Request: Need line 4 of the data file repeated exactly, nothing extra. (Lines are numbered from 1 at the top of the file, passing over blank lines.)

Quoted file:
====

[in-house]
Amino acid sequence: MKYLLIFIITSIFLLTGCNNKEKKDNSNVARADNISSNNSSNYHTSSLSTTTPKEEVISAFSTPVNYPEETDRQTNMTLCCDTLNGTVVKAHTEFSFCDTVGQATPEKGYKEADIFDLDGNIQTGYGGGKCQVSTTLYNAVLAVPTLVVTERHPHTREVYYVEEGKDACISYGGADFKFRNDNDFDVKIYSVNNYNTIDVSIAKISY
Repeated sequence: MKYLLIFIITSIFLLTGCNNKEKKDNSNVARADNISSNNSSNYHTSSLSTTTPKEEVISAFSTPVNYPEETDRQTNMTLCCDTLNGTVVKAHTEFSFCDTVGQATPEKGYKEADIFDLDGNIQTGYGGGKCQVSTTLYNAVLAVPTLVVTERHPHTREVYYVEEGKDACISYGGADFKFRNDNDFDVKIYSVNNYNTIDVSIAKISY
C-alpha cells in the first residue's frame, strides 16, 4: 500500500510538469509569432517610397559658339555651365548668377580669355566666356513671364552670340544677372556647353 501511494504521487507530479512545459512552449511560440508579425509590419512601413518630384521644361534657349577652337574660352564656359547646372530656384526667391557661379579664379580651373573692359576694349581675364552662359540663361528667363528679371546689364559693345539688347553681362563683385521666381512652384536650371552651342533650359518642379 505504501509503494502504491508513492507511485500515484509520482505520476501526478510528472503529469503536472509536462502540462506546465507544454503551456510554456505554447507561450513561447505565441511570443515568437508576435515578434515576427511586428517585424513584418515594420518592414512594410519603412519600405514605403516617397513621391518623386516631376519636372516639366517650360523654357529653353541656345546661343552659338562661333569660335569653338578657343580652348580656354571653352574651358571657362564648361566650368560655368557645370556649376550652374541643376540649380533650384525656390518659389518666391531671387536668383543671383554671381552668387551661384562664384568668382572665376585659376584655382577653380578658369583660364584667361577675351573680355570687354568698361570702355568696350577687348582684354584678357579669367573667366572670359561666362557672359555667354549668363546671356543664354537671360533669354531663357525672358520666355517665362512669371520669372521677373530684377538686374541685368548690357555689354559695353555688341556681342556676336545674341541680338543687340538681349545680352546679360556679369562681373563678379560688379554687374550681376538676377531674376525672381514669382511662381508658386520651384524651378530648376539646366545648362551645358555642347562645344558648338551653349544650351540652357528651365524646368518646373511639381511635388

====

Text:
C-alpha cells in the first residue's frame, strides 16, 4: 500500500510538469509569432517610397559658339555651365548668377580669355566666356513671364552670340544677372556647353 501511494504521487507530479512545459512552449511560440508579425509590419512601413518630384521644361534657349577652337574660352564656359547646372530656384526667391557661379579664379580651373573692359576694349581675364552662359540663361528667363528679371546689364559693345539688347553681362563683385521666381512652384536650371552651342533650359518642379 505504501509503494502504491508513492507511485500515484509520482505520476501526478510528472503529469503536472509536462502540462506546465507544454503551456510554456505554447507561450513561447505565441511570443515568437508576435515578434515576427511586428517585424513584418515594420518592414512594410519603412519600405514605403516617397513621391518623386516631376519636372516639366517650360523654357529653353541656345546661343552659338562661333569660335569653338578657343580652348580656354571653352574651358571657362564648361566650368560655368557645370556649376550652374541643376540649380533650384525656390518659389518666391531671387536668383543671383554671381552668387551661384562664384568668382572665376585659376584655382577653380578658369583660364584667361577675351573680355570687354568698361570702355568696350577687348582684354584678357579669367573667366572670359561666362557672359555667354549668363546671356543664354537671360533669354531663357525672358520666355517665362512669371520669372521677373530684377538686374541685368548690357555689354559695353555688341556681342556676336545674341541680338543687340538681349545680352546679360556679369562681373563678379560688379554687374550681376538676377531674376525672381514669382511662381508658386520651384524651378530648376539646366545648362551645358555642347562645344558648338551653349544650351540652357528651365524646368518646373511639381511635388